This Walking Dead review contains spoilers.
The Walking Dead Season 7 Episode 13
It feels like The Walking Dead pulled off a miracle this week, serving up a second genuinely excellent hour of television after last week’s fantastic “Say Yes.” It almost feels like the show could really dig itself out of the hole it made in 7A. If the last two weeks have proved anything, it’s that The Walking Dead is much better off without Negan or the comics baggage he brings with him. This second half of the season has shed the paint-by-the-numbers approach quite a bit, and it’s all the better for it.
Most importantly, “Bury Me Here” is the first hour spent in the Kingdom that’s actually worth watching. I’ve complained before that the Kingdom episodes have felt really out of place with the rest of the season, especially the bizarre “The Well,” which followed up the uber dark and violent season premiere with a mostly cheery episode that didn’t fit at all. It also didn’t help that 7A barely spent any time with Ezekiel and his people after their initial introduction.
But “Bury Me Here” is a step in the right direction in terms of making you care about these characters. There’d been a lot of build up with Richard and it finally paid off tonight. Ultimately, Richard is successful in his mission to ignite the war between the Kingdom and the Saviors, although things don’t quite go the way he planned. While perhaps some could call Richard a good guy, a misunderstood martyr, he fails to see the big picture until the very end. Richard has a singular vision, an internal madness we discover is brought on by the death of his own family, and it’s what gets young Benjamin killed.
It’s not too surprising that Benjamin died tonight, honestly. The show’s curiousity with this seemingly unimportant character marked him for death from the start. Benjamin reminded me a bit of season 5’s Noah, actually – a survivor young enough to still carry a little bit of hope in him. Like Noah, who died about thirty minutes after expressing his interest in becoming an architect, Benjamin hoped to learn to be a great warrior for the Kingdom in order to protect his little brother and the rest of his people. And it didn’t help that he seemed fond of Carol and hoped to learn from her. As we all know, young characters don’t fare well when they associate with Carol.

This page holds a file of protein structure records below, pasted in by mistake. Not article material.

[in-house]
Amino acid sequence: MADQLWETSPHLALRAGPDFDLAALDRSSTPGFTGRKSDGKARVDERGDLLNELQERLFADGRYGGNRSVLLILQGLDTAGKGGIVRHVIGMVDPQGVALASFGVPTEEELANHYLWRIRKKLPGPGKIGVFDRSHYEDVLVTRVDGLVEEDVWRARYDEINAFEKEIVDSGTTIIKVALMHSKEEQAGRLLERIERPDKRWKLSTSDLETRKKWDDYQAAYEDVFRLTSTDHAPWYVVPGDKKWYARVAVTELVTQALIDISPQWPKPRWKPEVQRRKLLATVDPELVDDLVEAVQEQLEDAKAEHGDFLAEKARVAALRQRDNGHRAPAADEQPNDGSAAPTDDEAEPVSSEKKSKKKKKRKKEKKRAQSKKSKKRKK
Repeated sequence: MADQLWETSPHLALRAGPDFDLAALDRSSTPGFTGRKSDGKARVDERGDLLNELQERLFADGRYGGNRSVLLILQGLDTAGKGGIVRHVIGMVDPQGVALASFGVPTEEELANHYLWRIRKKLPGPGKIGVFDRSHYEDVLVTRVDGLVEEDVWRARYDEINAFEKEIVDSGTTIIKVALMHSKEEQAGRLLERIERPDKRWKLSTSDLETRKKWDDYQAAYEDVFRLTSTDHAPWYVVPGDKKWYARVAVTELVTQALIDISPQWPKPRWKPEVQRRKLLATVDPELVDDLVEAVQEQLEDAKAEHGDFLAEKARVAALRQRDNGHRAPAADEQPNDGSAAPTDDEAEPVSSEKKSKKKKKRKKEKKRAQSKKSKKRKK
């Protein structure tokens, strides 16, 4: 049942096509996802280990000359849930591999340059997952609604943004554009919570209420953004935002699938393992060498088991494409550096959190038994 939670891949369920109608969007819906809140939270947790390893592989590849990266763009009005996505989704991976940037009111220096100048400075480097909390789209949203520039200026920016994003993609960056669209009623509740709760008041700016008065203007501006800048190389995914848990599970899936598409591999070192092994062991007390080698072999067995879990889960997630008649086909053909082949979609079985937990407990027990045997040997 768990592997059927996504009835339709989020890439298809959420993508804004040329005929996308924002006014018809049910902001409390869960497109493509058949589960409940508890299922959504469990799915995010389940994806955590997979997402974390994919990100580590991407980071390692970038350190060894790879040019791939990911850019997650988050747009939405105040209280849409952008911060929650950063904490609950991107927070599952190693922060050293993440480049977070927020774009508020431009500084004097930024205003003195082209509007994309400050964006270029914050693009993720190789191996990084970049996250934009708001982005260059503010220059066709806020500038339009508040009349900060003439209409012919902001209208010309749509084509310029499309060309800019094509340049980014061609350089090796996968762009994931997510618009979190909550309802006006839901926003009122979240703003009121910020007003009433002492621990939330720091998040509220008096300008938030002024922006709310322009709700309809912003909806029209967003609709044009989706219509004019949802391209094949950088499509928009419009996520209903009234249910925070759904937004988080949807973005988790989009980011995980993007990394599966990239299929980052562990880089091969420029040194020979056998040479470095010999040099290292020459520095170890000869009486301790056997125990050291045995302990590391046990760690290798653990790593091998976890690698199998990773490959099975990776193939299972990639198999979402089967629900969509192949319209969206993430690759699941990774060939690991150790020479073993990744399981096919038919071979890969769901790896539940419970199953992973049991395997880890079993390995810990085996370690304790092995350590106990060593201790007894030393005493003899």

Speaking of Carol, I’m so happy this episode finally gave her something to do, even if it wasn’t too much. At least we finally got to see her wreck some zombies – and with a street sign! Melissa McBride continues to be a standout in this cast, and she’s all the better when sharing scenes with Lennie James and Norman Reedus. I really do like Carol’s unlikely “friendship” with Morgan, and I hope they continue to be close, even as Morgan goes into exile.
Morgan’s brief relapse was a bit forced, wasn’t it? I understand that Benjamin’s death caused him to have flashbacks and that a parent can never truly get over the trauma of losing a child, but it seemed a bit surreal when he went berserk on Richard (who, again, totally deserved – and wanted to – die tonight). Morgan’s turn felt more convenient to the plot than actual character progression. There was never any doubt that Morgan would kill again – there was even a bit of foreshadowing every single time someone reminded him that he had to kill to survive – but it felt a bit forced in this episode. But then again, he’s remained so passive throughout the season that I guess it was only a matter of time until he exploded. Call me nitpicky, but it just seemed a bit sudden.
Otherwise, “Bury Me Here” does a great job of finally selling the Kingdom as a place we should want to spend time in. It also moves the story forward very efficiently. There’s almost no fat in this episode, which is impressive considering the show has become a bloated monster this season. “Bury Me Here” is more proof that things that have worked for The Walking Dead in the past – original stories that stray from the comics and standard runtimes – still work now. It really does feel like this show is finally regaining its balance. Of course, I’ve been wrong before.